To get a year off their sentence.

Yes, if you successfully go through the program you are granted a year off your sentence.  This is, of course, envied by those who are not here for a drug related crime.  What amazes me is the number of people in the program that continue to use drugs while in the program.  As I’ve written before, drugs are readily available and used by many.  Those in the RDAP don’t use in their housing unit.  Instead they come up to my housing unit and get high with those using drugs in my housing unit.  In fact, there are three people in my unit that were ejected from RDAP for using drugs.  So getting high was more important than the year off.  That’s how addiction is though.

So with a recidivism rate as high as it is, why does the Bureau of Prisons (BOP) offer RDAP?  Because congress requires it.  Even though it is ineffective and churns people out every 40 weeks.  The majority of people are not rehabilitated.  The majority are in the program solely for the year off.  The BOP could save money by simply cutting a year off every drug case.

For sex offenders there’s the Sex Offender Management Program (SOMP).  The SOMP program here is non-residential so there’s no dedicated housing.  It also does not offer a year off of your sentence if you should participate.  It is also a CBT based program.  The effectiveness is not known because the recidivism rate for sex offenders is among the lowest of any crime at 3-5% at three years.  The SOMP program also serves about 8% of the population.

In researching SOMP prior to coming to prison I couldn’t find anything written by professionals in the psychology field supporting SOMP as a positive, effective, program.  I know very few people taking the program that weren’t ordered to do it during sentencing.

Am I doing SOMP?  No.  Most states require sex offenders to go through a similar program after release from prison and you’re given no credit for having done it during prison.  Additionally, part of the therapy is group based where you’re required to talk about your transgressions.  I understand the value in group therapy but there’s a problem.  What?

You’re encouraged (read that required) to talk about things you didn’t actually do!  That leads to new charges.  So why do people admit to things they never actually did?  Because if you don’t you’re listed as uncooperative and risk being ejected from the program.  This in turn causes issues upon release from prison because being ‘uncooperative’ is entered into your record which goes to your parole officer (PO).  It’s better to start with a clean slate with your PO.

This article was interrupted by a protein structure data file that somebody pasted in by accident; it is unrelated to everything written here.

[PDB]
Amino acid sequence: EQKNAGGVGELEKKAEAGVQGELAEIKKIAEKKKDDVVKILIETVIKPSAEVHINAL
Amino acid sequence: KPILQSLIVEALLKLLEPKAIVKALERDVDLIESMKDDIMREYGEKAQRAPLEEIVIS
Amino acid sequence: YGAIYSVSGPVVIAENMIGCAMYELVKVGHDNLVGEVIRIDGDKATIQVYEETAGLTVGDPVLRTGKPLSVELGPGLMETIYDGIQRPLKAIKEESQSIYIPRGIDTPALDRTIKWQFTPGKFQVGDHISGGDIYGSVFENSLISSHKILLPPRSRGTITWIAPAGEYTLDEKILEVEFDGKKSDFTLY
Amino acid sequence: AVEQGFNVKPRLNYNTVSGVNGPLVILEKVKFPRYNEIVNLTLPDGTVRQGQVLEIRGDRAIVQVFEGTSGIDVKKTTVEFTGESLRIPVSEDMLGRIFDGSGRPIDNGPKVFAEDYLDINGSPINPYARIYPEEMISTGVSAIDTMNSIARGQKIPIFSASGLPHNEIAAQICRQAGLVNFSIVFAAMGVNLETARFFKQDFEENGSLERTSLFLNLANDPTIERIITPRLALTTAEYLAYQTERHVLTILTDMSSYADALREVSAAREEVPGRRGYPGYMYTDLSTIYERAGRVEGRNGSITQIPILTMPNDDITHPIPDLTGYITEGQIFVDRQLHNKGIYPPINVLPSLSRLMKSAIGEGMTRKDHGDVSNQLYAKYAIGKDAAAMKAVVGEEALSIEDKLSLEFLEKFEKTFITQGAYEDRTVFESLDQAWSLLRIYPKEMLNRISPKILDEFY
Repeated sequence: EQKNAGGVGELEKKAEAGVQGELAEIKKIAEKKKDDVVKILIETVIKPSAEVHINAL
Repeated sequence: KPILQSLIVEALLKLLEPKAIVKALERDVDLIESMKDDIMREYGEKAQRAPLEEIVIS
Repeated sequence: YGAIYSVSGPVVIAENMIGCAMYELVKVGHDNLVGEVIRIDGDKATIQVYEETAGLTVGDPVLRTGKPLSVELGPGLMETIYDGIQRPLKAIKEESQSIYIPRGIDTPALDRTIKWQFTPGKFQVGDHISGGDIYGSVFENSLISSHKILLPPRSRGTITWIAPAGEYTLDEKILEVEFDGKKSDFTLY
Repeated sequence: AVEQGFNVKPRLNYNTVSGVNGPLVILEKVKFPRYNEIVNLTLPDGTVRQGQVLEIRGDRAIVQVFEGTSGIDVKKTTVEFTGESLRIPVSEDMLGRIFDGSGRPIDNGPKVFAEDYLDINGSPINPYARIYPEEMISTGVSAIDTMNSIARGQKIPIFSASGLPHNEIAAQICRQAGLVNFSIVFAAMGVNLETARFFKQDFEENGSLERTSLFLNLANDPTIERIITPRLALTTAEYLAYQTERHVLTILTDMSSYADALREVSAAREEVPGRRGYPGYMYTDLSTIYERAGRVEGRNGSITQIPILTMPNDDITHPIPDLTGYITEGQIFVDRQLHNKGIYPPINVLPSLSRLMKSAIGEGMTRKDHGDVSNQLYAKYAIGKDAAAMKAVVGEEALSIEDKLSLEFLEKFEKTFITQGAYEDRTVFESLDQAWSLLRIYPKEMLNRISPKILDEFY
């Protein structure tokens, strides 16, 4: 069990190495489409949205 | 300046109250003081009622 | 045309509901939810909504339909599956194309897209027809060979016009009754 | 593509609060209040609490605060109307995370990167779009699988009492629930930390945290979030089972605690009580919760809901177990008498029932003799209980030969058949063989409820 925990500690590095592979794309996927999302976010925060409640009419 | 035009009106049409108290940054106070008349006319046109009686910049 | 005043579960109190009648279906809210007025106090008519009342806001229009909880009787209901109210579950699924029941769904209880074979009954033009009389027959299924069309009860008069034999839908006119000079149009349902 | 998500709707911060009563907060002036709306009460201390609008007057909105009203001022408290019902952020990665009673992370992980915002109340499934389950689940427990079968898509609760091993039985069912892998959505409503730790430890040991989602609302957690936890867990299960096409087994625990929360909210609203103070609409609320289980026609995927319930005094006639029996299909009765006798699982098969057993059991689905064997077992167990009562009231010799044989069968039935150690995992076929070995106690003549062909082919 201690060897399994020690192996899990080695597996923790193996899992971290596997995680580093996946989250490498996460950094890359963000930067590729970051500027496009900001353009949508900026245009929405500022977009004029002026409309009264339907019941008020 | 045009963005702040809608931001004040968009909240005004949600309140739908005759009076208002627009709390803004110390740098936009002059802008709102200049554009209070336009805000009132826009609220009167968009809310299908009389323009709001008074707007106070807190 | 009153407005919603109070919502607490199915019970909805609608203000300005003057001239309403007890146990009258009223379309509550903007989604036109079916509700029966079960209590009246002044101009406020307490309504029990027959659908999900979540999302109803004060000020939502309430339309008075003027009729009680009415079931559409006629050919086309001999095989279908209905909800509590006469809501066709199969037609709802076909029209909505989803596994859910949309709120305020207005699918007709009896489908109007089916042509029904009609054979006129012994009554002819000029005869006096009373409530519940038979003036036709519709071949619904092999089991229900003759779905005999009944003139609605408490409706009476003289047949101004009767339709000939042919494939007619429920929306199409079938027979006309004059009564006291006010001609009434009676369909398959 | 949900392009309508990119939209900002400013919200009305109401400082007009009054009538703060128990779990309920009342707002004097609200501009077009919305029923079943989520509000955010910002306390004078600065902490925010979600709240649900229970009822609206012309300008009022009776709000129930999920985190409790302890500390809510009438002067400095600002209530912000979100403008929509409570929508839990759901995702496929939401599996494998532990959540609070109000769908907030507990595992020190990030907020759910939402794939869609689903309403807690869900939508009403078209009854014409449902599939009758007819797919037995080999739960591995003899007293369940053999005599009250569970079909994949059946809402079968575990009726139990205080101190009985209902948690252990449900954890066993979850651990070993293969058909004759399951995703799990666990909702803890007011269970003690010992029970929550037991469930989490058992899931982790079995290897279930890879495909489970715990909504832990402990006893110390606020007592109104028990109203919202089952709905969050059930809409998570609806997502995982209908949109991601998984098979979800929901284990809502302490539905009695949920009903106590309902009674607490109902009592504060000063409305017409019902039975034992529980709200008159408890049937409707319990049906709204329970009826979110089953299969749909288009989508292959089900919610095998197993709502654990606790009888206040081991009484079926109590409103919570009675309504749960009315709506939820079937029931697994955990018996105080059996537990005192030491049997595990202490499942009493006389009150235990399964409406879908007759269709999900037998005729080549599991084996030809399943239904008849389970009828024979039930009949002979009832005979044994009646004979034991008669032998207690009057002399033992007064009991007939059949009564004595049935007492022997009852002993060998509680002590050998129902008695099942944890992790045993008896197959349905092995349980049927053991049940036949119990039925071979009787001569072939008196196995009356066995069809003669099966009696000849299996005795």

Finally, most psychologists outside the BOP condemn the SOMP program because it negatively impacts the participants and has no basis in the reasons sex offenders offend to begin with.  It does not address root issues but instead tries to alter current thinking.  For example, I was sexually abused as a child and that would not be addressed even though there’s a correlation between that abuse and my crime.  So no rehabilitation in SOMP either.

Finally, if you have psychological problems there are trained psychologists here.  However, by their own admission, their role is to provide stability, not rehabilitation.  I see a psychologist once a month for about 6-10 minutes.  How on earth am I to gain any help in 6-10 minutes?!  Literally, the session goes like this:

PSYCH: “How are things going?”

ME: “Overall, not too bad.”

PSYCH: “Great! Thanks for coming in.”

The above was literally how my last ‘session’ went with the psychologist.  So I added:

ME: “Medical increased my Geodon dosage.”

PSYCH: “Okay, from what to what?”

ME: “From 80mg a day to 120mg a day.”

PSYCH: “Thanks for letting me know.  Is there anything else?”

ME: “I guess not.”

PSYCH: “See you next month.”

So no real rehabilitation through psychological treatment.

In essence, 84% of the population has no opportunity for RDAP or SOMP and for those of us willing to pursue psychological help we instead receive treatment to keep us stable instead of helping to improve our situation.

Prison is not what Congress or the BOP advertise.  It is simply a way to warehouse people for some period of time and from what I can tell, there is no real rehabilitation available anywhere in the system.  Their goal is to keep people stable so they’re easy to manage.

Rehabilitation rests in the hands of the inmates.  It’s up to the inmate to rehabilitate themselves.  I do this through teaching a class, reading a wide range of literature, writing this blog, and participating fully in my faith.  And where my crime is concerned, I spent the 15 months prior to my incarceration in intense psychological therapy.  I came into prison already rehabilitated because I knew there was little to no chance of true rehabilitation inside.

When you think of prison you have to know that most people go through prison essentially unchanged simply because there’s no real, effective, effort by the BOP to rehabilitate.  It’s no wonder the overall recidivism rate is over 80% at five years.

It’s sad really.

~jdoe